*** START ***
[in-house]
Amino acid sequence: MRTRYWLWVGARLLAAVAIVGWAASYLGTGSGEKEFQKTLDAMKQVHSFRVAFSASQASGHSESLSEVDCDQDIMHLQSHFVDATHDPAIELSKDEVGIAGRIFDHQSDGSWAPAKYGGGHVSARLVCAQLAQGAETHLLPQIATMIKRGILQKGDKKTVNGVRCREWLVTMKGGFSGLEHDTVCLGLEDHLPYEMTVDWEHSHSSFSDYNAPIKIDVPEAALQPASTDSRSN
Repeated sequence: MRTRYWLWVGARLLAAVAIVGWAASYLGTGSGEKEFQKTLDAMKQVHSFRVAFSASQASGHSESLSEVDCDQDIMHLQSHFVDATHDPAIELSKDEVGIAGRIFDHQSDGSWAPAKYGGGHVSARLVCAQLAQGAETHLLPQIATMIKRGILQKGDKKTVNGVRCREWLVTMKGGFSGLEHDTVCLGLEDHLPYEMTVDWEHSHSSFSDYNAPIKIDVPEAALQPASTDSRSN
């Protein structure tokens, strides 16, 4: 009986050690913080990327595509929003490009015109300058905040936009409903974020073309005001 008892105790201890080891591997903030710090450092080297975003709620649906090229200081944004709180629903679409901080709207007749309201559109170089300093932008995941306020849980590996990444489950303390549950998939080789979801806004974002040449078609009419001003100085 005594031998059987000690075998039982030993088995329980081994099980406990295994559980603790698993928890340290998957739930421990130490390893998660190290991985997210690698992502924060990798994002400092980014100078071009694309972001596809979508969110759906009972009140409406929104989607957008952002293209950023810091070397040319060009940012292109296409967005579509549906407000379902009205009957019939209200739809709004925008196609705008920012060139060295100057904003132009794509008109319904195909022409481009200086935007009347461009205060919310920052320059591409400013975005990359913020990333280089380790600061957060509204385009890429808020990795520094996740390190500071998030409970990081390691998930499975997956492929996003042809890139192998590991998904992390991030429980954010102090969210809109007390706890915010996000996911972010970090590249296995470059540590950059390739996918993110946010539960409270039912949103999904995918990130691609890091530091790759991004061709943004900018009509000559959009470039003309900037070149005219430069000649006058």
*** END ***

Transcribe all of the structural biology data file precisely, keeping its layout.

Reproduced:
[in-house]
Amino acid sequence: MRTRYWLWVGARLLAAVAIVGWAASYLGTGSGEKEFQKTLDAMKQVHSFRVAFSASQASGHSESLSEVDCDQDIMHLQSHFVDATHDPAIELSKDEVGIAGRIFDHQSDGSWAPAKYGGGHVSARLVCAQLAQGAETHLLPQIATMIKRGILQKGDKKTVNGVRCREWLVTMKGGFSGLEHDTVCLGLEDHLPYEMTVDWEHSHSSFSDYNAPIKIDVPEAALQPASTDSRSN
Repeated sequence: MRTRYWLWVGARLLAAVAIVGWAASYLGTGSGEKEFQKTLDAMKQVHSFRVAFSASQASGHSESLSEVDCDQDIMHLQSHFVDATHDPAIELSKDEVGIAGRIFDHQSDGSWAPAKYGGGHVSARLVCAQLAQGAETHLLPQIATMIKRGILQKGDKKTVNGVRCREWLVTMKGGFSGLEHDTVCLGLEDHLPYEMTVDWEHSHSSFSDYNAPIKIDVPEAALQPASTDSRSN
């Protein structure tokens, strides 16, 4: 009986050690913080990327595509929003490009015109300058905040936009409903974020073309005001 008892105790201890080891591997903030710090450092080297975003709620649906090229200081944004709180629903679409901080709207007749309201559109170089300093932008995941306020849980590996990444489950303390549950998939080789979801806004974002040449078609009419001003100085 005594031998059987000690075998039982030993088995329980081994099980406990295994559980603790698993928890340290998957739930421990130490390893998660190290991985997210690698992502924060990798994002400092980014100078071009694309972001596809979508969110759906009972009140409406929104989607957008952002293209950023810091070397040319060009940012292109296409967005579509549906407000379902009205009957019939209200739809709004925008196609705008920012060139060295100057904003132009794509008109319904195909022409481009200086935007009347461009205060919310920052320059591409400013975005990359913020990333280089380790600061957060509204385009890429808020990795520094996740390190500071998030409970990081390691998930499975997956492929996003042809890139192998590991998904992390991030429980954010102090969210809109007390706890915010996000996911972010970090590249296995470059540590950059390739996918993110946010539960409270039912949103999904995918990130691609890091530091790759991004061709943004900018009509000559959009470039003309900037070149005219430069000649006058």